Mr. Dumpty wasn’t one to stay at the bottom. He enjoyed the top and wanted to be rehabilitated, repaired and restored to his previous position at the top of the wall. Obviously he believed that government was the answer to all the problems of the world. Consequently that mindset caused him to first reach out for some government program to help him get things put back together. He called for the king’s horses and the king’s men. Not only did they come running, they all came. I’ve often wondered what the horses were expected to do, because they didn’t have opposing thumbs and couldn’t really have much luck with things calling for dexterity. But of course, they did get the king’s men there so we can give them credit for that. Anyway the story is that all of them came which is commendable.

Surely the leaders of his day with their connections, power and prestige would be able to help Mr. Dumpty and get him back up on the wall where he belonged. They sent case workers galloping out to see if they could help. But alas all the governmental programs and projects in place to help people get back on their feet didn’t work. Mr. Dumpty was still in shambles at the bottom of the wall with no repair in sight. In the end, all the king’s horses and all the king’s men couldn’t put Humpty back together again. He had fallen and couldn’t get up. The poem makes it clear that there was no fixing what was broken. The king’s horses and men failed- all of them. They couldn’t fix Humpty.

One of the things that has  concerned us is that many residents of the White House have believed government to be the answer to everyone’s problems. I agree with Ronald Reagan, that “government is the problem.” Someone has rightly said; “a government that’s big enough to give you anything you want is also big enough to take away all you’ve got.” At present America is heading toward Socialism at breakneck speed and if we don’t get it stopped through prayer and at the ballot box our children and grandchildren will live under a dictatorship.

Many Americans are praying that with the recent election, we'll see changes for the better.

Imagine this; we've presently got things so backwards in this great country that the people are afraid of the government, especially on April 15th. This must be changed if we’re to survive as a republic.


God gave our first parents, Adam and Eve, dominion over all the earth. They were able to relate perfectly with God, to feel His nearness and communicate with Him. God sat our forbearers high on the wall with wisdom, power, knowledge and God-likeness. But something awful happened. It happened in Humpty’s story, and in Eden and also to all of us personally. In all three instances, we describe it as “a fall.”

Again, we don’t really know why Humpty went off that wall. Maybe the wall was slippery. Maybe he became distracted and tried to reach too far. In the poem the fall is a mystery but not in creation and not with us. Adam and Eve tried to reach higher than they were meant to reach. We can picture them on their tiptoes, reaching just beyond their grasp. God told them not to eat the fruit they were reaching for but the serpent told them it would be good. Eve of course ate first then gave the fruit to Adam and he ate.

Now we have the Fall-and the entry point of sin, failure and brokenness into creation. Now, we like Humpty find ourselves at the bottom of the wall, broken, shattered and fragmented. We lie there knowing that unless something drastic happens our fall will be fatal.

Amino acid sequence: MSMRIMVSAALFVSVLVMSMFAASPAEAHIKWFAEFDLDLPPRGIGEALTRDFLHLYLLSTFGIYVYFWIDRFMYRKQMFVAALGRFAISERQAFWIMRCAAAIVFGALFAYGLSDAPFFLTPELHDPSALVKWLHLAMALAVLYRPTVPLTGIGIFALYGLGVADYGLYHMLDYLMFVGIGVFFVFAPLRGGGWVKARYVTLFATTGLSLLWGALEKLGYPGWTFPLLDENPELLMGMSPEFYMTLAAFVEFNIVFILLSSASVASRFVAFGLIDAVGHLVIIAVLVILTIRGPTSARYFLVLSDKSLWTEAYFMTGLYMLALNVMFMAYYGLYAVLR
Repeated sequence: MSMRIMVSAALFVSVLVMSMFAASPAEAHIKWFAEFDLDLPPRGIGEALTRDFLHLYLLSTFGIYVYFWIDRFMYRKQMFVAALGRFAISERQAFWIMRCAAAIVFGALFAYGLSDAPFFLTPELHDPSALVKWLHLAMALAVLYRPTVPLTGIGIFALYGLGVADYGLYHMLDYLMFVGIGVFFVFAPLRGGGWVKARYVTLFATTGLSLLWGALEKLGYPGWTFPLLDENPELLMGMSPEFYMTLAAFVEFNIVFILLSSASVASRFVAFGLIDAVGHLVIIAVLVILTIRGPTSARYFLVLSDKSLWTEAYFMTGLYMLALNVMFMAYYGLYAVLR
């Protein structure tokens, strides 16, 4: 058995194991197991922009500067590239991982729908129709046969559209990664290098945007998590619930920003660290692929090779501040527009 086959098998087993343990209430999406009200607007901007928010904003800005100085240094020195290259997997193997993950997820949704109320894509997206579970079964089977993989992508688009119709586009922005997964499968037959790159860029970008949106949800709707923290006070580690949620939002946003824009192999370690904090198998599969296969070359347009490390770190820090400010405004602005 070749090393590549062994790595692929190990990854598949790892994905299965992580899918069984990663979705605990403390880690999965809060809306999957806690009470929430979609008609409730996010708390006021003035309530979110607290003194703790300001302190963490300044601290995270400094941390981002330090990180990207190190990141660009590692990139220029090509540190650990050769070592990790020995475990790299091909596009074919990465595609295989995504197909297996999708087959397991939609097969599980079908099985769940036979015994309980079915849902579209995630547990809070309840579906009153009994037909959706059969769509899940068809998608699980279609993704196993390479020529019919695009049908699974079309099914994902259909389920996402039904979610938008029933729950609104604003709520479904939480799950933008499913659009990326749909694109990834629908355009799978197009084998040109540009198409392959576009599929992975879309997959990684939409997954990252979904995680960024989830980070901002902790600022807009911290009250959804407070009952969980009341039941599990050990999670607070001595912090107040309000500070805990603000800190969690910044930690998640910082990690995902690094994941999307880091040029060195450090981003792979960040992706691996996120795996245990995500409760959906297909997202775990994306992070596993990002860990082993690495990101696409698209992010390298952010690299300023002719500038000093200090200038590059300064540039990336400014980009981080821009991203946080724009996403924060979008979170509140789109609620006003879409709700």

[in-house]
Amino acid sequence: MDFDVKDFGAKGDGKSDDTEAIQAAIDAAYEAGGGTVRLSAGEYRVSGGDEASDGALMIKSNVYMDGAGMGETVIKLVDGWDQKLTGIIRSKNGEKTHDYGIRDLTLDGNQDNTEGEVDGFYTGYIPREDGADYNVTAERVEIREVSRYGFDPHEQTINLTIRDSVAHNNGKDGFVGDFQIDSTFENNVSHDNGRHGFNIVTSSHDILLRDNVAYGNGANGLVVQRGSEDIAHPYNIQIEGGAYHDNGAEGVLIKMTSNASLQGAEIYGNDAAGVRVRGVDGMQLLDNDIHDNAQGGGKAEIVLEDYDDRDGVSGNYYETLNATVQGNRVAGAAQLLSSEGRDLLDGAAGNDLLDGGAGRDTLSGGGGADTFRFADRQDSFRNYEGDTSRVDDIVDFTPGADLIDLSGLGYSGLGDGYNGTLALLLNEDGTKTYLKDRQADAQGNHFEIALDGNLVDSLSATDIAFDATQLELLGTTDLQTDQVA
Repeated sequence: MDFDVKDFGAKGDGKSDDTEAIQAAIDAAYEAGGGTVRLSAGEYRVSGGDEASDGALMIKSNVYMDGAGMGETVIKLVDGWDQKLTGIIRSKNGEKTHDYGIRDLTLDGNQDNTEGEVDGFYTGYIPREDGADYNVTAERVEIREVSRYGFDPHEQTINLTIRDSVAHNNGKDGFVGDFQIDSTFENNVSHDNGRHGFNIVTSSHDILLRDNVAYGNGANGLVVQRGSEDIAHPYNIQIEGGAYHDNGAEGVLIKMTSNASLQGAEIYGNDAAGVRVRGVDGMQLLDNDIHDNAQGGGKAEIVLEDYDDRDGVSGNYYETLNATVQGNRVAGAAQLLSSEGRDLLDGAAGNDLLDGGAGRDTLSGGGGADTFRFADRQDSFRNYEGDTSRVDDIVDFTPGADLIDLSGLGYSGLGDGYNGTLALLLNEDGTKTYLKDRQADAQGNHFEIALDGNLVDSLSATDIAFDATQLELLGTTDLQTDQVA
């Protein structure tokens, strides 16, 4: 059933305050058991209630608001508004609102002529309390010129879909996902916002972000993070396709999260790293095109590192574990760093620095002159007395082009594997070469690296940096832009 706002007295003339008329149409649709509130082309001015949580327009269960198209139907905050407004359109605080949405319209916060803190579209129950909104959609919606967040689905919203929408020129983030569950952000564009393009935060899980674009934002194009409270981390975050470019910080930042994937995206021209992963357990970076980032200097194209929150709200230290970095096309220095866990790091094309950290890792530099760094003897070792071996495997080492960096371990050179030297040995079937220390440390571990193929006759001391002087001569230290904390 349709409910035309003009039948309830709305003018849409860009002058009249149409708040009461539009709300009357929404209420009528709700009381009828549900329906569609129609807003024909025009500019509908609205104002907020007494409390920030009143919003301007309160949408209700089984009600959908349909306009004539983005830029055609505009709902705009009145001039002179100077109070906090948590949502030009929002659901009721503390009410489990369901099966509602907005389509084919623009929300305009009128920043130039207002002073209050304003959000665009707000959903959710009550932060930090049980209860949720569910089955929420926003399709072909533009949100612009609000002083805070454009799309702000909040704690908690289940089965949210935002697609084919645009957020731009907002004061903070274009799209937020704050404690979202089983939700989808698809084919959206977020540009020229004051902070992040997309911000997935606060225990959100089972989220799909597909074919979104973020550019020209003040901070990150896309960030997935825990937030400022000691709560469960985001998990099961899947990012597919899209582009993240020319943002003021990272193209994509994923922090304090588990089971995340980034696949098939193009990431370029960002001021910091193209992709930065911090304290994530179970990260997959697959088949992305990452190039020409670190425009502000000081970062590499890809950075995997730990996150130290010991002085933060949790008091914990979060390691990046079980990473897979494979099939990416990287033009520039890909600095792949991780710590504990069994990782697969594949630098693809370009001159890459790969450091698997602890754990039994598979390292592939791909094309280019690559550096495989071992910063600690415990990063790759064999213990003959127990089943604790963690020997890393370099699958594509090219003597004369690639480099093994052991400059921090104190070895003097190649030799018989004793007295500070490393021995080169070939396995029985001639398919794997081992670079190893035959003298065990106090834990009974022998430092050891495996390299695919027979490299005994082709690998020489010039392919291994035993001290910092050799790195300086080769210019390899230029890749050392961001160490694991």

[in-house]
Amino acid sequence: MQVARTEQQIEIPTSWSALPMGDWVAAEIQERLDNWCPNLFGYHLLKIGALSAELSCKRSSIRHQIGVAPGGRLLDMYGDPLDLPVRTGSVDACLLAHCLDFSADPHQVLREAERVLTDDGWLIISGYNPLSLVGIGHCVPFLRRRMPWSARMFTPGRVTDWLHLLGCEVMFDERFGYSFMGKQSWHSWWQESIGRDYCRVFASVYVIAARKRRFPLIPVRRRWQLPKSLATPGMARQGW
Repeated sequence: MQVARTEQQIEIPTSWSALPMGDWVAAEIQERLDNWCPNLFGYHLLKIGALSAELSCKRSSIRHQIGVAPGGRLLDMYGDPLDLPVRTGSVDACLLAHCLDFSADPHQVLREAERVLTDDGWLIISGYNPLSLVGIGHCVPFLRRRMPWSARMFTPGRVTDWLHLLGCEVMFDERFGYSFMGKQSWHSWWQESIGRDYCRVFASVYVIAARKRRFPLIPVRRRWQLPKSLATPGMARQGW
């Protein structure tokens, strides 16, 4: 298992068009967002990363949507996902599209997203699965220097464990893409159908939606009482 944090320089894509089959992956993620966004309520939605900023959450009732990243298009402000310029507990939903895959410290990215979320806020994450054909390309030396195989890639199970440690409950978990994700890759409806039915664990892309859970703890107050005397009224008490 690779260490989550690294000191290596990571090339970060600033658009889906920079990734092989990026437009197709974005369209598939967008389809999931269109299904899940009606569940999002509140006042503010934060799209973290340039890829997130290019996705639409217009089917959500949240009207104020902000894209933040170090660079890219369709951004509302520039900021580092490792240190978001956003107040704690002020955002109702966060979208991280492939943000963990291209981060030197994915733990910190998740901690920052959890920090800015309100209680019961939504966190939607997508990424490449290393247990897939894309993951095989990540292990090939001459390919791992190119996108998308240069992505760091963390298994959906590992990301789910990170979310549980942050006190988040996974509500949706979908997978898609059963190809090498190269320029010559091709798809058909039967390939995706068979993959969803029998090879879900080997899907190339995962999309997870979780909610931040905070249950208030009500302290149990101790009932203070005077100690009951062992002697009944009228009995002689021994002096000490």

We’ve had our experiences with the king’s men too. Today they have names like Oprah, Sally, Montel and Doctor Phil. We call them psychotherapy, hypnosis or tarot cards. Maybe the king’s men are Ouija boards or self-help books. Some people think when Jupiter aligns with Mars and Venus everything will work out. Maybe the king’s men are bartenders who listen as people cry in their beer. Many have tried New Age religion or felt that quartz crystals would put them back together again. All of these are Band-Aids feebly attempting to heal our brokenness.


Humanity has climbed and stretched and reached for more power, more money, more possessions, more weapons and more pleasure and we’ve come crashing down. Divorce is shattering homes at a record pace. Crime shatters communities and wars shatter nations. Our world today is fractured, fragmented, splintered and split apart.

The bad new is-“All the king’s horses and all the king’s men” couldn’t help Humpty, and they can’t help us. If we are looking through fleshly eyes there isn’t much hope these days. We have been a generation who took pride in our “can do” achievements and work ethic. Get a disease; there are drugs to cure it. Commit a crime and there are sharp lawyers to fight it. Wreck your car and there’s insurance to replace it. But unfortunately some things can’t be fixed. Once a deed is done it can’t be undone. Neither the king’s horses nor his men can fix some things.

Once our reputation is ruined, and relationships are destroyed, all the knowledge of science, all the discoveries and insights and military victories can’t put us together.

Skill and education are good. They are gifts of God. But they are still “king’s horses’ and they can’t fix fallen souls. All the technological experts and medical personnel; all the attorneys and politicians and academic professors can’t put us together again.


The first 39 books of the Bible are actually, in a sense, “king’s men.” The early patriarchs, the Law of Moses, and the prophets of old represent a great attempt to put man back together but even the Law failed to achieve this purpose. Finally God sent His Son, the King himself and He did what all the other king’s men couldn’t do.